Romantic Realignments is one of the longest-running research seminars in Oxford.

Past speakers have included Marilyn Butler, Gerard Carruthers, David Chandler, Heather Glen, Paul Muldoon, Philip Shaw, Fiona Stafford and Peter Swaab, to name but a few.

All are very welcome to submit an abstract — we aim to provide a friendly 'workshop' setting in which speakers can try out new papers as well as more finished pieces, and in which lively discussion can flourish.

Held on Thursdays at 5.15pm, Seminar Room A, St Cross (English Faculty) Building.

If you would like to send us an abstract or suggest a speaker, please contact the current convenors Katherine Fender, Sarah Goode and Honor Rieley at:


Week 4 – 'Hume, Shelley and the Evolution of Myth'

Pablo San Martín Varela, University of Edinburgh

This week sees the second part of our Edinburgh double-header, as Pablo San Martín speaks on the shift from an Enlightenment to a Romantic definition of 'myth'.


This paper explores the history of the modern conception of ‘myth’ as it emerged during the Enlightenment, and how it was then reshaped during the Romantic period, centring on the works of David Hume and Percy Shelley. In An Enquiry Concerning Human Understanding and The Natural History of Religion Hume developed the basic enlightened conception of myth as ‘fable,’ ‘invention,’ ‘fiction,’ or ‘illusion’, which according to the philosopher of religion Mircea Eliade later prevailed during the nineteenth century and is still present today’s use of the word ‘myth’. In the aforementioned works, Hume assessed myths in terms of an empiricist criterion of truth, and regarded them as corrupted historical records which had lost all relation to the original facts they were supposed to refer to. Shelley inherits this enlightened conception of myth from Hume, and deploys it in his early critique of religion (letters, prose and poems), levelling the narrations contained in the Bible with pagan mythology. In his later poetical practice, however, (especially in Prometheus Unboud and Hellas, and their prefaces) Shelley advanced a different and more positive conception of myth (which we could call ‘Romantic’) as  ‘true story’, ‘sacred tradition’, ‘primordial revelation’, and ‘exemplary model’, together with a more idealistic criterion of truth.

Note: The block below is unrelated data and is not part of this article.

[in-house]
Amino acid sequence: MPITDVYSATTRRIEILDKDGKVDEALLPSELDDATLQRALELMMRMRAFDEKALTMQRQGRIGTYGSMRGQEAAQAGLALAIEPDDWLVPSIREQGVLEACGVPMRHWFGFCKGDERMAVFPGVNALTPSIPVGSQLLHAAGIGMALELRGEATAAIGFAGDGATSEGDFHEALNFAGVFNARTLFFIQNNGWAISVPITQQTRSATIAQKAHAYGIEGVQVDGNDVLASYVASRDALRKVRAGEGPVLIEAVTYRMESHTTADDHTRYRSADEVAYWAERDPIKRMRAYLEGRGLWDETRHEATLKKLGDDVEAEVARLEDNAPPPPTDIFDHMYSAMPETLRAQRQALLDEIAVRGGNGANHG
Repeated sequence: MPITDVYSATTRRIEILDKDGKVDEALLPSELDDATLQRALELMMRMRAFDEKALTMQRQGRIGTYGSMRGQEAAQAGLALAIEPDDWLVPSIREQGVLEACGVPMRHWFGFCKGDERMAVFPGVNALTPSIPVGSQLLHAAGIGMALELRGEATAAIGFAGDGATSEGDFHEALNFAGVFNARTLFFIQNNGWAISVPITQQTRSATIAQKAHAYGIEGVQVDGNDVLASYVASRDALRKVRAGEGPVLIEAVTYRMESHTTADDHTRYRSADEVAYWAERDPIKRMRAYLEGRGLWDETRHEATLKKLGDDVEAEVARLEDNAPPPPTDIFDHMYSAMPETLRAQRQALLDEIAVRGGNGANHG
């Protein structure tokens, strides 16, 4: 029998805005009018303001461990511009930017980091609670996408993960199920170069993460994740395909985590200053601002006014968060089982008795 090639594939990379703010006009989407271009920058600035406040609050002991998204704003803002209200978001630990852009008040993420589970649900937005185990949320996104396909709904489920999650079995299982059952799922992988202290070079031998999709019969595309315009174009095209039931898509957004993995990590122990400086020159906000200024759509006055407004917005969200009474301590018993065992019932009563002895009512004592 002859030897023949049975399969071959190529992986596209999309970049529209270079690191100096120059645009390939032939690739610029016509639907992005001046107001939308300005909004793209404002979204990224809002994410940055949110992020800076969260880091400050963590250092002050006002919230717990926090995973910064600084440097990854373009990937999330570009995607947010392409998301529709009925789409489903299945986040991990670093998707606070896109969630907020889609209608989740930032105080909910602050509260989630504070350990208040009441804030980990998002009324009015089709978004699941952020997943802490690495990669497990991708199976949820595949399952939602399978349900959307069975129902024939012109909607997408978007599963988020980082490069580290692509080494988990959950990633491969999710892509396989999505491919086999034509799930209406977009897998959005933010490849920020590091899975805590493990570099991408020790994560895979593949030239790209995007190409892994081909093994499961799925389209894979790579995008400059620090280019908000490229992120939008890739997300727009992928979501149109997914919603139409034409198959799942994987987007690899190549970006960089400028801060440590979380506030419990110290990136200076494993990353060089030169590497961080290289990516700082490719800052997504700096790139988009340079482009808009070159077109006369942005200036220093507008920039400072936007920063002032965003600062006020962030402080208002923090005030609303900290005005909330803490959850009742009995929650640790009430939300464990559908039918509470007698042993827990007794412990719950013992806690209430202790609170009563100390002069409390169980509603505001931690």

All welcome as always!

No comments:

Post a Comment

Note: only a member of this blog may post a comment.